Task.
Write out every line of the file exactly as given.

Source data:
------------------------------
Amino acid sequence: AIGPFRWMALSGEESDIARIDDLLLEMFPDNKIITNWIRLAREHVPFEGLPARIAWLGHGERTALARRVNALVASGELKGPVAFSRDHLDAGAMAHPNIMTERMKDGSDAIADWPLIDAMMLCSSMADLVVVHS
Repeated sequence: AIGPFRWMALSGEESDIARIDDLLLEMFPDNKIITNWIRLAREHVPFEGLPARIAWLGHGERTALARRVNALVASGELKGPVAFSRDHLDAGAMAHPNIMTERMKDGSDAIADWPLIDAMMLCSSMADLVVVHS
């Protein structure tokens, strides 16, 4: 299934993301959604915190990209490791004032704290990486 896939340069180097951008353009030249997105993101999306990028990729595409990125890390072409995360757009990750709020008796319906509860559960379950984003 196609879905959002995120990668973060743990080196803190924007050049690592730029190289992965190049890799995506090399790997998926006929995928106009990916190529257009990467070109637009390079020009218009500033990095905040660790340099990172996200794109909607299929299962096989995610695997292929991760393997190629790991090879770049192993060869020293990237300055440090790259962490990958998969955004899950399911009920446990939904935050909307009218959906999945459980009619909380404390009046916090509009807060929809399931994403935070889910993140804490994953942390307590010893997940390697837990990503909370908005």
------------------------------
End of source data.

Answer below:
Amino acid sequence: AIGPFRWMALSGEESDIARIDDLLLEMFPDNKIITNWIRLAREHVPFEGLPARIAWLGHGERTALARRVNALVASGELKGPVAFSRDHLDAGAMAHPNIMTERMKDGSDAIADWPLIDAMMLCSSMADLVVVHS
Repeated sequence: AIGPFRWMALSGEESDIARIDDLLLEMFPDNKIITNWIRLAREHVPFEGLPARIAWLGHGERTALARRVNALVASGELKGPVAFSRDHLDAGAMAHPNIMTERMKDGSDAIADWPLIDAMMLCSSMADLVVVHS
């Protein structure tokens, strides 16, 4: 299934993301959604915190990209490791004032704290990486 896939340069180097951008353009030249997105993101999306990028990729595409990125890390072409995360757009990750709020008796319906509860559960379950984003 196609879905959002995120990668973060743990080196803190924007050049690592730029190289992965190049890799995506090399790997998926006929995928106009990916190529257009990467070109637009390079020009218009500033990095905040660790340099990172996200794109909607299929299962096989995610695997292929991760393997190629790991090879770049192993060869020293990237300055440090790259962490990958998969955004899950399911009920446990939904935050909307009218959906999945459980009619909380404390009046916090509009807060929809399931994403935070889910993140804490994953942390307590010893997940390697837990990503909370908005």